What kind of educational programs are you and your department involved in within your community? Do you have structured plans to teach community members how to plan an escape? If escape planning is not a top priority for your department, it’s time to change that strategy.
According to the National Fire Protection Association,
- Seventy-one percent of households have a fire escape plan, but only 47% of those have practiced it.
- One-third believe they have at least six minutes before a fire in their home becomes life-threatening.
- Only 8% said their first thought was to get out when they heard the smoke alarm.
What we can gather from these statistics is that fire escape planning is on families’ minds, but they don’t understand the life-threatening nature of fire, heat and smoke- and that is a matter of life and death.
According to the FEMA, “Fire departments need to re-enforce these messages about the characteristics of fire: Fire is FAST. Fire is DARK. Fire is HOT. Fire is DEADLY!”
Our homes have changed – while we may have had 17 minutes to escape a home at one time, now we only have two. We need to create a sense of urgency in our community for fire escape planning using this information.
So, how do you get started with community outreach and education?
First thing is first – understand the trends and needs of your community. From FireRescue1: “You want to tailor the program to meet the specific and unique needs of your area. The only way to determine what your needs are is to identify and review local data. Start by reviewing your internal call data. What types of incidents do you respond to and which incidents do you respond to most frequently? The bottom line is that you need to identify what the local issues are and then devise a plan to correct those issues.”
Once you have some data on your calls and your community members, start brainstorming some solutions. “Remember, there are always multiple ways to achieve your goals, so don’t get tunnel vision on just one solution. Some solutions to fire prevention and public safety outreach may include standalone programs conducted through the fire department, a cooperative partnership with the local school district, and programs conducted in conjunction with local businesses or senior groups. Additionally, you could also coordinate and cooperate with other local emergency service agencies to create a regionalized program.” (FireRescue1.com)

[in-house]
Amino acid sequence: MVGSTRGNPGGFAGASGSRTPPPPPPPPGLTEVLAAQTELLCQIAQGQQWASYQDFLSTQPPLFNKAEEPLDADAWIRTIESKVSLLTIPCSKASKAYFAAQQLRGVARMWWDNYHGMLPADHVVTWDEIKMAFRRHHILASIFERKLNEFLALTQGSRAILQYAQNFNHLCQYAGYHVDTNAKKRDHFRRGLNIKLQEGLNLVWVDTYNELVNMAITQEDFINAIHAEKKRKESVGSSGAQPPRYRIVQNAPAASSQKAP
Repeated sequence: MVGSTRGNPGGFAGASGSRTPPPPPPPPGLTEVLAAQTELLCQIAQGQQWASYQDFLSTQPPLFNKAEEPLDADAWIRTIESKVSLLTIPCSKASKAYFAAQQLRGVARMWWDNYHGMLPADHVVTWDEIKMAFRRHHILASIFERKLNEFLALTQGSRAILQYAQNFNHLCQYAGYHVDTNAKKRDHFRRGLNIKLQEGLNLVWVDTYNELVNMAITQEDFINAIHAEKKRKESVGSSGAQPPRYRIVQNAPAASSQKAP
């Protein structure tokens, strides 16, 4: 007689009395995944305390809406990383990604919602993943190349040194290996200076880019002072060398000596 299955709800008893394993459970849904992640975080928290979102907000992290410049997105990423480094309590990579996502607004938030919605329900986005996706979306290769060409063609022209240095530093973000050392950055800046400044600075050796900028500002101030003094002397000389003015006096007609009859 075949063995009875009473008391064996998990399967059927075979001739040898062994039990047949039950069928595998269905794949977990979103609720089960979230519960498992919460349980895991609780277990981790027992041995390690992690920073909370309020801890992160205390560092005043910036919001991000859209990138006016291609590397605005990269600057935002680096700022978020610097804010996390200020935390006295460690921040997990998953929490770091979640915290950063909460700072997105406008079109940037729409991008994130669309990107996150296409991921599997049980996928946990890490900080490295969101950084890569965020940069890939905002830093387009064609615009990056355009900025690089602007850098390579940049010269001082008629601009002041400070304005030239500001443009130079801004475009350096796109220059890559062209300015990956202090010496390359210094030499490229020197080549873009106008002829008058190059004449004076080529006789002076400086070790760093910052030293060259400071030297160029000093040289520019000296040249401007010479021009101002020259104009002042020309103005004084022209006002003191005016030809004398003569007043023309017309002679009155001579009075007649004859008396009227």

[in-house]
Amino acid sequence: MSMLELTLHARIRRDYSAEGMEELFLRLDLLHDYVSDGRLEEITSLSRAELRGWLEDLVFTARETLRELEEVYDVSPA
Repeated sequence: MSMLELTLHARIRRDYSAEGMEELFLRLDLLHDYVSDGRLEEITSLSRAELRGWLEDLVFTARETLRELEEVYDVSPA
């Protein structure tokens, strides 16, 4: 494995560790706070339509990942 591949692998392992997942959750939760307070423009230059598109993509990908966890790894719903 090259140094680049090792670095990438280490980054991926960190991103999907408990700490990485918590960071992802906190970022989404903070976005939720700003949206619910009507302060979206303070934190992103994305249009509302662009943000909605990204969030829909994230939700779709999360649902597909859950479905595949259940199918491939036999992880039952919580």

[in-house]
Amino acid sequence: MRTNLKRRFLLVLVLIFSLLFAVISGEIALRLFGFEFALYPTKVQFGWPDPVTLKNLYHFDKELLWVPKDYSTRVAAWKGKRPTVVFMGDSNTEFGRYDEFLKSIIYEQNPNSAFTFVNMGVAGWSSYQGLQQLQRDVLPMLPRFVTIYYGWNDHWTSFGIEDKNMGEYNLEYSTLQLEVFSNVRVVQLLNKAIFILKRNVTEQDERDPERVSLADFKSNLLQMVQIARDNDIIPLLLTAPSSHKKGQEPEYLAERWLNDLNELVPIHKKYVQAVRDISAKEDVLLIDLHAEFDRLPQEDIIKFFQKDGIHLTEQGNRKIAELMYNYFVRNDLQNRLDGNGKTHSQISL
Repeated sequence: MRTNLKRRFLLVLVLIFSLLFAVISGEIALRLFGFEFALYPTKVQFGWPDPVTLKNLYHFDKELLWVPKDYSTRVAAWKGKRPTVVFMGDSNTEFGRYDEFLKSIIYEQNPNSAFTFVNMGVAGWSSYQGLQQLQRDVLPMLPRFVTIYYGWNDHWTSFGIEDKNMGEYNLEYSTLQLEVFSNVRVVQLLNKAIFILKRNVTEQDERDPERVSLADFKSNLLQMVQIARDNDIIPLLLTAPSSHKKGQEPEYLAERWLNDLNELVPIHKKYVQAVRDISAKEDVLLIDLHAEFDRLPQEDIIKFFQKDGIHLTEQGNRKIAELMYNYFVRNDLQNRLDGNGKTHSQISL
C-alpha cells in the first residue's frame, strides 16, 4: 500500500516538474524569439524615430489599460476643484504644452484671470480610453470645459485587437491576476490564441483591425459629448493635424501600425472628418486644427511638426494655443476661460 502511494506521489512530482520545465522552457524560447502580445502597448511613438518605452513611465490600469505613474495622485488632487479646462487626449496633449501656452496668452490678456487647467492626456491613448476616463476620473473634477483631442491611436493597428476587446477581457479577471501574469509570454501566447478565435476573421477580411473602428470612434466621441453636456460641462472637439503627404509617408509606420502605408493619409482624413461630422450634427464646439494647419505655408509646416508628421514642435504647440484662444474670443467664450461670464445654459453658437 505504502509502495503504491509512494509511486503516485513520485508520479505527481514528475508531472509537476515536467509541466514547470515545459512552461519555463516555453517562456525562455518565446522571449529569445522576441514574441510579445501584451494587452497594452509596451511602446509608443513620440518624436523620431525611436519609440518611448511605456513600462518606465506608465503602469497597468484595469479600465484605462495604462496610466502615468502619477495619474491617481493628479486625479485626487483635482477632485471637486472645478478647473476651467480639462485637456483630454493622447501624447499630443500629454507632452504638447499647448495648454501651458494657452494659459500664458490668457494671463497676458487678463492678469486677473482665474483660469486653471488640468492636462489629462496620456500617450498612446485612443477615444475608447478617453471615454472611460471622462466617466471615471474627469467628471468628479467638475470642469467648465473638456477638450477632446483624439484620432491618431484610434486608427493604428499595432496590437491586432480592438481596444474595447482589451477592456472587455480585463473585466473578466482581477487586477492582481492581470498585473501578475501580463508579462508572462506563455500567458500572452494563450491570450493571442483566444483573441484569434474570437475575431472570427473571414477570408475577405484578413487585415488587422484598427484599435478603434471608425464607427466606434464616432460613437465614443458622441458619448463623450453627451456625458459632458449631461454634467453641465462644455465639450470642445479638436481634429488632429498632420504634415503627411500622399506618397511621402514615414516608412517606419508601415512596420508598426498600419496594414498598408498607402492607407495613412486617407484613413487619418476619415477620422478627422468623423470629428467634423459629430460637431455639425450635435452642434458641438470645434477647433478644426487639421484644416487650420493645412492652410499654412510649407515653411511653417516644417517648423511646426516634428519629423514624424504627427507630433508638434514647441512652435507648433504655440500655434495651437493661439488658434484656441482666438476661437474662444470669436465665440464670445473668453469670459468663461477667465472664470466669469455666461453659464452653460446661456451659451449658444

Next, let’s talk about funding. Some programs may require larger amounts of funding than others. Many groups, like FEMA and the National Fire Protection Agency, have free resources that you can download right from their sites.
If free resources won’t be enough, you can ask for assistance from a local business – many would love to be partnered with their local fire departments. Or, you can apply for grants , such as through the Department of Homeland Security who has Fire Prevention and Safety grants.
Now it’s time to execute your plan. There are so many different ways to do this. A few ideas to get you started:
- Work with the local schools to plan something during Fire Prevention Week.
- Contact a local newspaper to discuss writing an article or publishing a press release.
- Ask HOA’s and neighborhood associations for a bit of time during their meetings to talk.
- Flood your email distribution lists with information.
- Partner with a local company like 1-800-BOARDUP to spread awareness in the community.
Finally, don’t forget to evaluate the program both during and after it’s over. If something can be changed right away, don’t hesitate to change tactics. Look at how the program can be expanded or more focused. And, most importantly, keep track of any data you can to improve the next time!
However you decide to implement your program, the important thing is that you HAVE a program. But, don’t rely on posters and fliers from ten years ago – they will not resonate in today’s world of communications. That’s why the research and data-mining at the beginning of your program is essential. Understand your market and how they want to be communicated to for the best results!
Visit usfa.fema.gov and nfpa.org for hundreds of resources to get you started!